* BP, Statoil lead development of Shah Deniz II gas field
* Plans call for flows to Europe from 2019
* Nabucco West pipeline not chosen, OMV says
* Official announcement awarding project to TAP expected
* TAP project will cross Greece, Albania
By Georgina Prodhan and Karolin Schaps
VIENNA/LONDON, June 26 The group developing
Azerbaijan's vast gas reserves has chosen the Trans Adriatic
Pipeline (TAP) via Greece to link to Europe, officials said on
Wednesday, defeating the Nabucco West consortium which had
backed a route to Austria.
The project, first envisioned more than a decade ago,
reflects a European Union push for alternatives to Russian gas
imports and is expected to start flowing in 2019.
The leading company in Nabucco West, Austria's OMV
, said it had been told that higher gas prices in
Greece and Italy had tipped the decision in favour of TAP.
"The Nabucco project is over for us," OMV Chief Executive
Gerhard Roiss told a news conference after the company announced
it had not been selected, putting to rest the suggestion Nabucco
could also be built eventually once more Caspian Sea gas becomes
The company said the Nabucco partners would evaluate over
the next weeks whether to build a pipeline for OMV's own gas
from the Black Sea, potentially its biggest gas find ever.
TAP is fronted by Norway's Statoil, Swiss company
AXPO and E.ON Ruhrgas of Germany.
It declined to comment ahead of an official announcement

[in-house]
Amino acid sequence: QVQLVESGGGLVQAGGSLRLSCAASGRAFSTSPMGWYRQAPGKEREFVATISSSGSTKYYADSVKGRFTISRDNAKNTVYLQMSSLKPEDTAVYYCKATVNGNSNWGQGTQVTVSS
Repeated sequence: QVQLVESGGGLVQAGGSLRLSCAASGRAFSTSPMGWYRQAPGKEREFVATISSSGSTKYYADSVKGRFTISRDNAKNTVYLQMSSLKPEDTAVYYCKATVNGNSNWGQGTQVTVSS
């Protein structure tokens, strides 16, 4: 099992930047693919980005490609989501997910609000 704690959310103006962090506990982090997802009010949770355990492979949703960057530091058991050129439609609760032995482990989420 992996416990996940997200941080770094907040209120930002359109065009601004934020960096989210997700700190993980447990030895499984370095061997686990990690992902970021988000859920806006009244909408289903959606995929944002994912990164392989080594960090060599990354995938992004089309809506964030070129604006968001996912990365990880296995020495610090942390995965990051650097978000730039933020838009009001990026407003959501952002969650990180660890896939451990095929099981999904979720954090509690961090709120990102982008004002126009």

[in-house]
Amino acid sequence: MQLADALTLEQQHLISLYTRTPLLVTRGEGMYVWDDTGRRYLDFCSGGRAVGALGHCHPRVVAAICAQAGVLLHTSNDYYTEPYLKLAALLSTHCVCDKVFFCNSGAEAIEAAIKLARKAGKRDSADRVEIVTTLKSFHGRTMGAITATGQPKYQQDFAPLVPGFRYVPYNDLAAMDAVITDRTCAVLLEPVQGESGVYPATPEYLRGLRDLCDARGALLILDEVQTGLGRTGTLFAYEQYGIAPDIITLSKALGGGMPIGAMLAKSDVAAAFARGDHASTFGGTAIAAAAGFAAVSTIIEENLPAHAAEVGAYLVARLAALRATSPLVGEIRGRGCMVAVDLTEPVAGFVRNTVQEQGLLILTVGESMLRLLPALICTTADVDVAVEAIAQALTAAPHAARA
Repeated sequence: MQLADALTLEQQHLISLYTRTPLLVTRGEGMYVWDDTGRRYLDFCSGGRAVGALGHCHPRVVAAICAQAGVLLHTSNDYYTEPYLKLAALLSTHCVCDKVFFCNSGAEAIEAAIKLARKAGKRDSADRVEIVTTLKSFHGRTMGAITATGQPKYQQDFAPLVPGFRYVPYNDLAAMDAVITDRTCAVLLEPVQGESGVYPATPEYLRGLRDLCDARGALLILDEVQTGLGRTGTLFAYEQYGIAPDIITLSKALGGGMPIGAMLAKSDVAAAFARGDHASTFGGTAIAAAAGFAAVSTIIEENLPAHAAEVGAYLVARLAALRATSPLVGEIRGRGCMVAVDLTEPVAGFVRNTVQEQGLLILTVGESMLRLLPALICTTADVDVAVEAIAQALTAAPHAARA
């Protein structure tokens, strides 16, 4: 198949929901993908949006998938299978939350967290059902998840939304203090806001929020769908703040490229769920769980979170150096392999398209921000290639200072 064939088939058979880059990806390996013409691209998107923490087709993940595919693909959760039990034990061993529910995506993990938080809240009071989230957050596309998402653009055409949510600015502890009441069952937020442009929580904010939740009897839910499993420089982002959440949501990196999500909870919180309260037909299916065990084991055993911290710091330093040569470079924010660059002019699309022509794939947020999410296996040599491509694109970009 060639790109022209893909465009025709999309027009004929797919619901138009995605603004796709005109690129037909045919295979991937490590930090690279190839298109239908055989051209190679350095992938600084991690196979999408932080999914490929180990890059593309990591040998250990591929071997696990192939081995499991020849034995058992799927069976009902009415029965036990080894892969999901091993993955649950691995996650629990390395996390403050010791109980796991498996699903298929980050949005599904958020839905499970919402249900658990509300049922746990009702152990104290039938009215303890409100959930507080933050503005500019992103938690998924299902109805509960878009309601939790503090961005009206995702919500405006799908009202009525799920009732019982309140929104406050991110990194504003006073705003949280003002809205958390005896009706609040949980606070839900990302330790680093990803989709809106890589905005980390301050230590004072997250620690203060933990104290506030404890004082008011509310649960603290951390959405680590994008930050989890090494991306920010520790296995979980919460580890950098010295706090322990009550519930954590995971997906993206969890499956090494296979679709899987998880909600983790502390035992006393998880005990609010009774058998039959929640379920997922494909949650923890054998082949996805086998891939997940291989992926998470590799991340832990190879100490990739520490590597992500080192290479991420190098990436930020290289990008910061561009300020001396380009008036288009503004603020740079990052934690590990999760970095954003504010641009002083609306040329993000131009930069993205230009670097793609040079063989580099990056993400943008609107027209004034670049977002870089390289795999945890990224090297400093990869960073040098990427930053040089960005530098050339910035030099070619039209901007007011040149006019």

expected on Friday but sources from companies and governments
involved said TAP had been chosen.
The TAP pipeline will collect Azeri gas in Turkey and carry
it across Greece and Albania before reaching southern Italy,
stretching 870 kilometres (540 miles).
Nabucco West was more ambitious, tracking a 1,329-kilometre
route north from Turkey to Austria via Bulgaria, Romania and
Neither group publicly announced costs, but TAP due to its
shorter route was widely considered the less expensive project.
BP, Statoil and state energy company SOCAR are
leading development of Azerbaijan's vast Shah Deniz II gas field
in the Caspian Sea, one of the world's largest.
SOCAR emerged last week as sole bidder for Greece's gas
network, a fact which analysts said helped TAP's position.
The pipeline is expected to pump 6 billion cubic metres
(bcm) of gas per year to consumers in energy-hungry Turkey and
10 bcm per year to Europe.
The EU's total annual consumption tops 400 bcm.
More than 15 companies have lined up to buy the gas, the
Shah Deniz consortium has said.
The European Union had initially favoured the Nabucco
project and then the slimmed down Nabucco West concept but in
recent months has taken a neutral stance.
"It will mean greater liquidity and greater security of
supply; the opening up of additional supply to Greece and
Italy," Philip Lowe, head of the European Commission's energy
directorate, said on Wednesday.
Europe is looking to Azeri gas to ease its dependence on
Russian supplies, which currently account for around 30 percent
of all EU gas imports. The figure rises to nearly 100 percent in
some EU states, such as Bulgaria and Lithuania.
Europe, where gas demand is projected to rise by 20 percent
by 2035, according to the International Energy Agency, also
needs to safeguard supply in the face of rising Asian buying.
Yet economic recession and more use of alternative energy
sources have dampened European demand in recent years, prompting
some experts to express concern about securing additional
In response to Europe's quest for Caspian supply, Russian
gas export monopoly Gazprom has put forth its $39
billion South Stream project which would pipe gas to northeast
Italy through the Black Sea.